Toronto Blue Jays designated hitter Edwin Encarnacion has had an interesting ride since first becoming fantasy-relevant in 2006. The man some call "E5" for his lack of defensive prowess at third base has never been a fantasy star, not for more than a month or so at a time at least, but he's at 100 percent owned these days and off to a hot start as he prepares to face right-hander Yu Darvish and the Texas Rangers Monday night on ESPN.
Encarnacion homered in all three weekend home games against the Seattle Mariners, knocking in seven runs and scoring five times, culminating in Sunday's performance, in which he added his fourth stolen base of the month. On Saturday, Encarnacion cracked a grand slam and knocked in five runs. On Friday, he hit a solo shot off right-hander Blake Beavan. Encarnacion enters Monday third overall on ESPN Fantasy's Player Rater, but nobody seems to be talking about him the way they are MVP candidates Matt Kemp and Josh Hamilton.
Way back in 2007, Encarnacion was the Cincinnati Reds' starting third baseman, a top prospect making good by hitting 16 home runs and stealing eight bases, with a nice .289 batting average. The following season, he smacked 26 home runs, though the steals and batting average dropped quite a bit. And Encarnacion has averaged 19 home runs his first two full seasons with the Blue Jays. However, it never felt like he needed to be owned in all leagues. Of course, any player with seven home runs and four steals in 22 games, not to mention a .310 batting average, is worth owning in all fantasy formats, but we've seen Encarnacion go through streaks like this in the past. Is this April another hot streak -- or the start of greatness?
It certainly looks like the latter. While some players struggle with regular designated hitter duty -- Adam Dunn last season rings a bell -- it appears Encarnacion is happy just swinging a bat. He is first base- and third base-eligible in ESPN leagues, regardless of what happens the rest of this season, but fantasy owners, at least those in one-year leagues, should want him leaving the fielding glove at home anyway. Last season, Encarnacion hit .296 with 11 of his 17 home runs and an .855 OPS as a DH. When playing first base, Encarnacion hit only three home runs in 82 at-bats and produced a .800 OPS. At third base, where he is a below-average defender (thus the pithy nickname), Encarnacion hit .213 with a .672 OPS. This year, he is 5-for-19 when playing the field, but his OPS is over 1.000 when he's the DH. Put simply, the Blue Jays could use Encarnacion all the time at first base, where Adam Lind is not hitting, but being the DH seems to have sparked him offensively, which is good for the team and, of course, fantasy owners.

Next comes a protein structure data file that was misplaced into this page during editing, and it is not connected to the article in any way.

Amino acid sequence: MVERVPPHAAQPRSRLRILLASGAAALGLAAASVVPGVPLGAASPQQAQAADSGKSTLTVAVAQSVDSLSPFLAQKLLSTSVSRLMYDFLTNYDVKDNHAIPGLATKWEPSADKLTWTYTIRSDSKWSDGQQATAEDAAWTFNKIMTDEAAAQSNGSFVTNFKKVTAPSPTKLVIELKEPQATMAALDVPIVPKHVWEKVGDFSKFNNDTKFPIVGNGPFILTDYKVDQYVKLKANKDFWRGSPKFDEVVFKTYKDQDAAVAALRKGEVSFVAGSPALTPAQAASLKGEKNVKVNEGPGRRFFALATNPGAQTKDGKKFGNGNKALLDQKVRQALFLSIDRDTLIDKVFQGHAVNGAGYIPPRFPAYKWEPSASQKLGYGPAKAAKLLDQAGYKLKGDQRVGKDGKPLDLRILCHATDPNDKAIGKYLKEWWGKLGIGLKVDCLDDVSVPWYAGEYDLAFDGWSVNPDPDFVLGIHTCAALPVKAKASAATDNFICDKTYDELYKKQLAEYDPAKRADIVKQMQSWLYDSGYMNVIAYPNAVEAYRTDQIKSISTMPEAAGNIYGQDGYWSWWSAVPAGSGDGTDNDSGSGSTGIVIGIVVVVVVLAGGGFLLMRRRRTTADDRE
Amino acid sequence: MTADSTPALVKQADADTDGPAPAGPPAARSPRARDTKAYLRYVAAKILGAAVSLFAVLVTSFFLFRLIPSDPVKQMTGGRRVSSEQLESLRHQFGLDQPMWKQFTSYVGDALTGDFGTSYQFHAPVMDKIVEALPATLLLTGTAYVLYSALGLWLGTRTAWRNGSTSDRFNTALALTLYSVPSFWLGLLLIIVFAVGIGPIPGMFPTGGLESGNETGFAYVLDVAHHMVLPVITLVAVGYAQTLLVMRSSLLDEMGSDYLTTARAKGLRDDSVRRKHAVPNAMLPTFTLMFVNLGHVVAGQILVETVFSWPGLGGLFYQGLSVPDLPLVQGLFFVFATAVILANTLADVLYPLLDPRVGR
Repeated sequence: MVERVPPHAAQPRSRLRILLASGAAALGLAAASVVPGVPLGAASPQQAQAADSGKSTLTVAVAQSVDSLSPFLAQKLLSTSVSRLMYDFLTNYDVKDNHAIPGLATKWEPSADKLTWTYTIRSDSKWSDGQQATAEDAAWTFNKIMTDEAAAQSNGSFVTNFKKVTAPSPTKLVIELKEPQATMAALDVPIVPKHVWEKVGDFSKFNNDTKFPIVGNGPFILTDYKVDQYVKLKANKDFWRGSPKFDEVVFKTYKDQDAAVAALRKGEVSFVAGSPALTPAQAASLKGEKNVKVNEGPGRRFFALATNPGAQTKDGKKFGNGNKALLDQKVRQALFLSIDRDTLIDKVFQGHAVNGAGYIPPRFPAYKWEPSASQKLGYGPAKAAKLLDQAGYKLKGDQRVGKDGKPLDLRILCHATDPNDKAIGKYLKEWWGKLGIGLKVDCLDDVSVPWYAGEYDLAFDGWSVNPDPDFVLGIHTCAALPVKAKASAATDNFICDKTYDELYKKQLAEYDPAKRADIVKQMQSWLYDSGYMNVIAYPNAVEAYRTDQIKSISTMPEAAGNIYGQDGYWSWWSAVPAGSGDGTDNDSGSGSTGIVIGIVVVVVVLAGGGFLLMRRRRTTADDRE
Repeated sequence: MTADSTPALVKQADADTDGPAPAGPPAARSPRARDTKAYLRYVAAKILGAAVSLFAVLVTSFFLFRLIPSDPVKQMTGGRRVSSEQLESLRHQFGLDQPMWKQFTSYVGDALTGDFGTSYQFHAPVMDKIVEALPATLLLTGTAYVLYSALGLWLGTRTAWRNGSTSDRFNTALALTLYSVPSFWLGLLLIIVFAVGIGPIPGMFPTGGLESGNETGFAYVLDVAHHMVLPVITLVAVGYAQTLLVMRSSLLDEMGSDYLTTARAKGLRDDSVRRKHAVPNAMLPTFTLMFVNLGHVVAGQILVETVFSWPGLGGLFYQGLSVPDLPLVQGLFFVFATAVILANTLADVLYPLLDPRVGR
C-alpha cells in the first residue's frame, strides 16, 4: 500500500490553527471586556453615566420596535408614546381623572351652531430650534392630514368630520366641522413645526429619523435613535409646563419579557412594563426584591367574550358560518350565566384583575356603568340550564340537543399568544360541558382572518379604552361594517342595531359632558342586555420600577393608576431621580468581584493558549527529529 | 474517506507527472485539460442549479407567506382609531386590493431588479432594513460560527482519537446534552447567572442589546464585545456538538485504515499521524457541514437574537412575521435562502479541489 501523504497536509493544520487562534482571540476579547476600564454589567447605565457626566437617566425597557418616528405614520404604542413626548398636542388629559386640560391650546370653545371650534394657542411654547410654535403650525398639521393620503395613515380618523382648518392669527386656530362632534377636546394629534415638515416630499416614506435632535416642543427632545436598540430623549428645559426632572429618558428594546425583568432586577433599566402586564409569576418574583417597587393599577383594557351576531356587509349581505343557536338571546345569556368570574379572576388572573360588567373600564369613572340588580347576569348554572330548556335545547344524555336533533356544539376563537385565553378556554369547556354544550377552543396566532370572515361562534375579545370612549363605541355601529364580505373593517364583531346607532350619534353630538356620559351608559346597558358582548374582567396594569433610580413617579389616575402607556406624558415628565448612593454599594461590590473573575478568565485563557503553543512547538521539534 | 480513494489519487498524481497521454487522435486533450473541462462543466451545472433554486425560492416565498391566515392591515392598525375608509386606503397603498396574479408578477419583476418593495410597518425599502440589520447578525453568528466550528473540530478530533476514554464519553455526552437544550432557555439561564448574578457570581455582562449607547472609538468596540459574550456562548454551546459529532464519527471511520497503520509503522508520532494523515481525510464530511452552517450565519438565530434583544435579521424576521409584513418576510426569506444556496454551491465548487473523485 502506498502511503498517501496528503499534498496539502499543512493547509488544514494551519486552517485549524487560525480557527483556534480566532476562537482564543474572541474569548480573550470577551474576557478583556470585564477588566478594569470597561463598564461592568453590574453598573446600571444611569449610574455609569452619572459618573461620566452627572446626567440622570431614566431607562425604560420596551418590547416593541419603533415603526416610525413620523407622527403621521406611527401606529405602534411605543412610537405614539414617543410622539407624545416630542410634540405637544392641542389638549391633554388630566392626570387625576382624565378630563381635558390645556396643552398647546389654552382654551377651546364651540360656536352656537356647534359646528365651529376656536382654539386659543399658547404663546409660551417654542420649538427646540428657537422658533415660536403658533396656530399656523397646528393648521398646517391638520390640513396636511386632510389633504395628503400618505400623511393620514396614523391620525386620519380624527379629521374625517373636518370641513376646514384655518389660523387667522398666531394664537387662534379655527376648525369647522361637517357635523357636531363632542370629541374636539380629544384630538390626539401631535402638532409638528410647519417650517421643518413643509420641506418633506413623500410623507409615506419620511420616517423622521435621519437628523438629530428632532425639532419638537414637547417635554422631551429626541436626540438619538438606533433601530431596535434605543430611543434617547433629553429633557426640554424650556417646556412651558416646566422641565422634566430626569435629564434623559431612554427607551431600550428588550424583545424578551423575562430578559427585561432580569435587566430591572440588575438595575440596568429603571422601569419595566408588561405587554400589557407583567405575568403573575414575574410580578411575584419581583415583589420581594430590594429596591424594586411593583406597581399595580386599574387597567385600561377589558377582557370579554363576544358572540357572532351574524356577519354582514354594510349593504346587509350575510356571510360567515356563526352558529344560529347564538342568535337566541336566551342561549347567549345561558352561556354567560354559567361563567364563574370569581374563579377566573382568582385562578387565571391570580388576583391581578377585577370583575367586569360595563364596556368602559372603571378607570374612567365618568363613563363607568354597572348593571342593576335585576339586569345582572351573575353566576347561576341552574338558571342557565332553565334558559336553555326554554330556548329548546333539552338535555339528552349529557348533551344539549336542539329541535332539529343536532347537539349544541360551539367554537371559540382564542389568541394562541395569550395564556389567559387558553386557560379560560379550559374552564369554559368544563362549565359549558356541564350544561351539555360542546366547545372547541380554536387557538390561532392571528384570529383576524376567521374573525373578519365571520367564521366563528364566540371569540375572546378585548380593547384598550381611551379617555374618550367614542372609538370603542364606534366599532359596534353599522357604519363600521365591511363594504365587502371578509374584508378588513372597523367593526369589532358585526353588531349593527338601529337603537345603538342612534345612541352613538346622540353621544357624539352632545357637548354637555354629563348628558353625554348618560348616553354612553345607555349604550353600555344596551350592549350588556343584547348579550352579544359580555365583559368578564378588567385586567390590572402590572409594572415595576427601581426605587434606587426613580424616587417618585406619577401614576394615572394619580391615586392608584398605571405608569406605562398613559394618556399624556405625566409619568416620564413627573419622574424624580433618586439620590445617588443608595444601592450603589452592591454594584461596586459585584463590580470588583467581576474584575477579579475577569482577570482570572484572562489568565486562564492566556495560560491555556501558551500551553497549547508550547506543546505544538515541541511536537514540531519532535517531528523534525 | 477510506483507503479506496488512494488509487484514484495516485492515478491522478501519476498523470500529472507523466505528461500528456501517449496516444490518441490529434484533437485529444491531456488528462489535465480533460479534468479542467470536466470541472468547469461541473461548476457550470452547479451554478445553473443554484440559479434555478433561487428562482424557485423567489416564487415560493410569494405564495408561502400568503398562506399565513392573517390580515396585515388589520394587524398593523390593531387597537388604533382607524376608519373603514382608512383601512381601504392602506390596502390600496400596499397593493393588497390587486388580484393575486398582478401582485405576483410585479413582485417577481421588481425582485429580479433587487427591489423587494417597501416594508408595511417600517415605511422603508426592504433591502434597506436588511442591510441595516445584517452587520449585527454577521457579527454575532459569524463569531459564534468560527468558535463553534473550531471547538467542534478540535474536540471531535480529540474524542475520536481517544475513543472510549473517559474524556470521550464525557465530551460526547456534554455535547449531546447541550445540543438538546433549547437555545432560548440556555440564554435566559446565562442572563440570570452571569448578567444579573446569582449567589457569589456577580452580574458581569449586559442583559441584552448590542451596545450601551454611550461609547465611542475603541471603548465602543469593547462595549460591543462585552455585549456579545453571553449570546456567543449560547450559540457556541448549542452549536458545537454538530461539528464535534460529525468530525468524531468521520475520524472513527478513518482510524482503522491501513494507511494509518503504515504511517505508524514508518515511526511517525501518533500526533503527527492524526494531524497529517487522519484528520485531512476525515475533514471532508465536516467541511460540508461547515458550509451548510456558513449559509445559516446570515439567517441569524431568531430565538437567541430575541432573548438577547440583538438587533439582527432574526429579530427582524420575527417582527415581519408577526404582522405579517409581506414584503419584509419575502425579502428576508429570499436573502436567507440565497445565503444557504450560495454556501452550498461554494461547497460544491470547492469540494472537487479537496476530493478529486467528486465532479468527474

Defense aside, Encarnacion did make strides as a hitter in 2011, lowering his strikeout percentage, raising his contact rates and posting a .382 on-base percentage in the second half. In the first half, his OBP was .283. After the All-Star break, he drew 34 walks and struck out only 38 times. Encarnacion's isolated power was down, but there wasn't much reason to believe that trend would continue. He has always been a power hitter, but playing time has been inconsistent due to injuries, defense and inconsistency. As of now, he's healthy, defense isn't an issue and he's halfway to his career best in stolen bases.
I think Encarnacion will hit 30 home runs for the first time. He's 29 years old, playing for a contract, and one would think at some point Jose Bautista will get going. Bautista hits third regularly, with Encarnacion fourth or fifth depending on the opposing pitcher. Bautista enters Monday hitting .187, but he's taking walks, and when he starts hitting again, Encarnacion will have more chances to produce runs. As it is, Encarnacion is third in the AL in home runs and RBIs, he's slugging .644, and it's not like he's a platoon player that hits only left-handed pitchers. Encarnacion is better against southpaws, but his 2011 numbers and career line against right-handers warrant regular playing time. I can't see Encarnacion keeping his pace when it comes to stolen bases -- we'd love double digits -- but the power is certainly legit, and I'm hoping he can hit .275, right around what he hit in 2011 but still up from his career numbers.
Add it all up and we've got a top-100 player here, one who was chosen in the 20th round of ESPN average live drafts. I've been investing in Encarnacion for years, waiting for him to finally hit for consistent power and average, and it looks like that time has arrived.